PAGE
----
80-itis: That dreaded disease; an octogenarian’s creed

10 mins read

By Maal Sibulkin

Preface

As often happens in one’s elder years, for no visible or known cause, only from visible and painful symptoms, I was taken to the hospital’s emergency room with a knee suddenly swollen so badly that it looked like I had elephantitis.  As I sat in the waiting room, nursing and nurturing my cane, lengthily awaiting my non-emergency turn with the E.R. doctor, three young men of late teens or early twenties sat opposite me waiting on their own medical mission.

 One glanced at me and queried: “Hi, Pops, whatsa matta wi’ you?”

I observed these young, macho “pups,” concluding for an answer that my wait for the doctor would not be long enough to properly describe my endless list of ailments. So I responded: “Actually I have just one grab-bag that’s wrong with me -one dread disease. It is inherited, inevitable, contagious, and snails-pace terminal although only over decades of time.”

The young man’s eyebrows rose as he reacted: “Wow! What’s it called?”

I replied: “Eighty-itis.”

Perplexed, he frowned: “Eighty-its? Neva heerd uv that one. Whatzit do ta ya?”

I smiled at him: “The upside is that only lasts for one year. The downside is that following year you get ‘Eighty-one-its.'”

From sudden recognition he laughed, and his friends broke out in wide smiles. “So whatsa ‘hunnert-itis like?'” he wanted to know.

“Dunno,” I offered. “Be patient, and I’ll let you know.”

As the trio filed out to see the doctor, my new friend chirped: “Hang in there, Pops!”

“Keep punchin’!” they all chorused.

Like that “root’n-toot’n” movie-cowboy John Wayne who suddenly whips out his trusty six-gun always holstered at his side, spins the trigger on his finger and fills the air with “hot-lead ‘n smoke,” suddenly I whipped out my pen-‘n-pad, always holstered in my pocket, spun the light bulb inside my head and filled the pad with “red-hot ink.” Inspired by my youthful encounter, my rousing essay, “80-itis: That dreaded disease, an octogenarian’s creed,” is the result.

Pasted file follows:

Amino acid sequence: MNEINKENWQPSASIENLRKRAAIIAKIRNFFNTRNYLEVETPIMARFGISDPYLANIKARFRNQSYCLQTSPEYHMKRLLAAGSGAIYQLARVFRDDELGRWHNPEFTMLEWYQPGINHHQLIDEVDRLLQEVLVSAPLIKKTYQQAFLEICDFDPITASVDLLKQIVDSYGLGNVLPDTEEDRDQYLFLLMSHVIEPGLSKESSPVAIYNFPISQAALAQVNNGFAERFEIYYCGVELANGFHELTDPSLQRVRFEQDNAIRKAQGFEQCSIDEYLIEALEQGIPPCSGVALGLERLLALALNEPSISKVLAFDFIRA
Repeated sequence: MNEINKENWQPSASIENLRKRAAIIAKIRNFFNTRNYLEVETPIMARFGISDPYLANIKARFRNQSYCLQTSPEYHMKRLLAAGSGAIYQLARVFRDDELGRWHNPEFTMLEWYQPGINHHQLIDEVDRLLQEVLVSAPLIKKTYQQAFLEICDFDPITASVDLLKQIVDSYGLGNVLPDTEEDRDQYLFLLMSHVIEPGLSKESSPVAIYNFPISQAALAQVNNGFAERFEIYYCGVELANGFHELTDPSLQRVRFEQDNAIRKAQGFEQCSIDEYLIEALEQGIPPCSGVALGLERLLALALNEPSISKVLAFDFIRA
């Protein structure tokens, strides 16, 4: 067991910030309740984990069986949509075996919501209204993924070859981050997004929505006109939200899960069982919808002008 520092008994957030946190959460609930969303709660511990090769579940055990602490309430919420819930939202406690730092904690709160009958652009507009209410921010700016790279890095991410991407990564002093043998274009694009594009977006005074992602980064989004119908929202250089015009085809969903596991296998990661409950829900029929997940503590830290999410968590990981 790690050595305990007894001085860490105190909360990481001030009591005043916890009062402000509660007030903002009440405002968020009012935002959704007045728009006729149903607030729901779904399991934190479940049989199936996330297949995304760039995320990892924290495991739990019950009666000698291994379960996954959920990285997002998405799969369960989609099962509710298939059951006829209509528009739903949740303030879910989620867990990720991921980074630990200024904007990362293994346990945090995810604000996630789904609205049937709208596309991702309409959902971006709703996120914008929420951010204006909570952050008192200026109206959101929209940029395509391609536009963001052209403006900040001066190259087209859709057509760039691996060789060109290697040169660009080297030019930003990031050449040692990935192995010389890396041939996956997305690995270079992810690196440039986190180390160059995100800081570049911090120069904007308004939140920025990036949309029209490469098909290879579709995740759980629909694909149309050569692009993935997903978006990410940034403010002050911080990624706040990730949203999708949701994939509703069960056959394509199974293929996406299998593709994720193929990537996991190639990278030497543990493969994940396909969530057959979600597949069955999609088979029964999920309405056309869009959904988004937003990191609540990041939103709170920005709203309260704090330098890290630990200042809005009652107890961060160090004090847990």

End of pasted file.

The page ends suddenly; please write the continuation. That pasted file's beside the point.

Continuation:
That Dreaded Disease

Many years ago, newspapers printed a daily two-box cartoon, by Jimmy Hatlo, called: “They’ll Do It Every Tim” – a humorous commentary on human nature. Fondly I recall one of those cartoons, perhaps of some 50 years ago, which was somewhat on the subject of “Eighty-itis.”

The first box portrays a family driving down Main Street in their old open Model-T-like roadster. As the old “fliver” chugs along, it sings a merry “Chugga-chugga-chugga, bam! Bam! Pow! Kapow!” while steam sizzles from the radiator fenders vibrate and the whole “Tin-Lizzie” shakes as nuts and bolts come flying off in all directions.

Dad sits behind the wheel and drives, all carefree smiles. Mother sits at Dad’s side, all carefree smiles. Junior slouches in the open back seat with his arms behind his neck and feet propped up in front of him, all carefree smiles. Sis leans over the car’s edge waving her arms, all carefree smiles. Fido’s paws are draped over the side, his snout and tongue in the wind, all carefree smiles.

Alas, but I guess “Ole Tin-Lizzie” finally came down with eighty-itis, because the second cartoon box shows the same family riding down the same Main Street in their spic-‘n-span, shiny brand-new car, with its spic-‘n-span, shiny brand-new motor purrrrrring like a pussy-cat. Suddenly, the spic-‘n-span, shiny brand-new car emits a faint “pinggggg.”

Dad clutches the wheel and leans forward, perplexed and worried. “What was that?!” he gasps, “the transmission?” Mother leans forward, her brow furrowed: “Was it the steering box?” Junior leaps forward, clutching the seat in front, glowering, listening intently: “I think the cylinder is sticking!” Sis bolts forward, clasping her hands, sniffling in distress: “Are we gonna break down in the middle of our ride?” Fido bares his teeth, fur rises, tail stiffens. The family atmosphere is thick with worry.